The economy has improved in the last six months, signaled by greater consumer spending, durables purchases and some signs of increased investment, Daniel K. Tarullo, Federal Reserve governor, told CNBC Friday, echoing the optimism of his boss, Chairman Ben Bernanke, who was projecting growth on Thursday,
“That has reinforced the sense that we’re going to have to slightly-above-trend growth going forward and that it’s a firmer imbedded growth than may have been apparent six months ago,” said Tarullo, who is President Obama’s first Fed appointee.
Tarullo held several senior roles in the Clinton Administration, including Assistant Secretary of State for Economic and Business Affairs. Before joining the Fed, he taught courses in international financial regulation, international law and banking law at the Georgetown University Law Center.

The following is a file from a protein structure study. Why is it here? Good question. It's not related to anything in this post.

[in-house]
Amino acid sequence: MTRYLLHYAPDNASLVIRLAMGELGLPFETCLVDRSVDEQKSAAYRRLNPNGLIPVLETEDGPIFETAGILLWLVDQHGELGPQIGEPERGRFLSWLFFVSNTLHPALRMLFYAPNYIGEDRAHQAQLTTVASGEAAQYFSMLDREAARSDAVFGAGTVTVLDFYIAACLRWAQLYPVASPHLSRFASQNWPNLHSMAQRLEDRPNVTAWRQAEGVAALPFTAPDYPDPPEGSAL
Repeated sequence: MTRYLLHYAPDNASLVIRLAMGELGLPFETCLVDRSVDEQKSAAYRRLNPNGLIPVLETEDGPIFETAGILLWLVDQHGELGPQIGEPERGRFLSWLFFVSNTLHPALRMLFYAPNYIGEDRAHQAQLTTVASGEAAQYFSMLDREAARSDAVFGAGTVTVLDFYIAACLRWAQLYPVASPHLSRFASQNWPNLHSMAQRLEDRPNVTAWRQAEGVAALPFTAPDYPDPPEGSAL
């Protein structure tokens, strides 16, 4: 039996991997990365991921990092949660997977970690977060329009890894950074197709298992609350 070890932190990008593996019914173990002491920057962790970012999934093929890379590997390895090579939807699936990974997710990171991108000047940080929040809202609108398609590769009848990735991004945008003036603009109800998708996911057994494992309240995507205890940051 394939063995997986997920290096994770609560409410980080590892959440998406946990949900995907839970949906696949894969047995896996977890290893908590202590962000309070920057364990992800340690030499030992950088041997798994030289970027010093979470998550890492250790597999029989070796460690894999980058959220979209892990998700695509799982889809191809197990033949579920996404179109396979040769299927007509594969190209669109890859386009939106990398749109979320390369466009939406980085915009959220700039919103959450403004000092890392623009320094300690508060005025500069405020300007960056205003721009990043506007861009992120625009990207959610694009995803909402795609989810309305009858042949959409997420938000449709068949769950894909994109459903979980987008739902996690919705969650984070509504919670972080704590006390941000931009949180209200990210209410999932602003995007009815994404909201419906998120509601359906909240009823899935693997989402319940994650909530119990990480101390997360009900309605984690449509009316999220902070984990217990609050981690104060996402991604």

Tarullo noted also that unemployment and housing continue to be problems as does the threat from Europe’s stumbling economies. “I think until we get to the point where jobs are created at a consistent and continuing pace that will bring down unemployment, there is going to be an inherent lack of robustness in the economy,” he added.
The Fed governor said he didn’t expect inflation now or in the future. He also said that the recent upswing in interest rates “has reflected increasing economic prospects. In some important respects, the increase in the real rates has been a salutary consequence of the additional large-scale asset purchases, which we announced in November, but were foreshadowed by Chairman Bernanke in August.”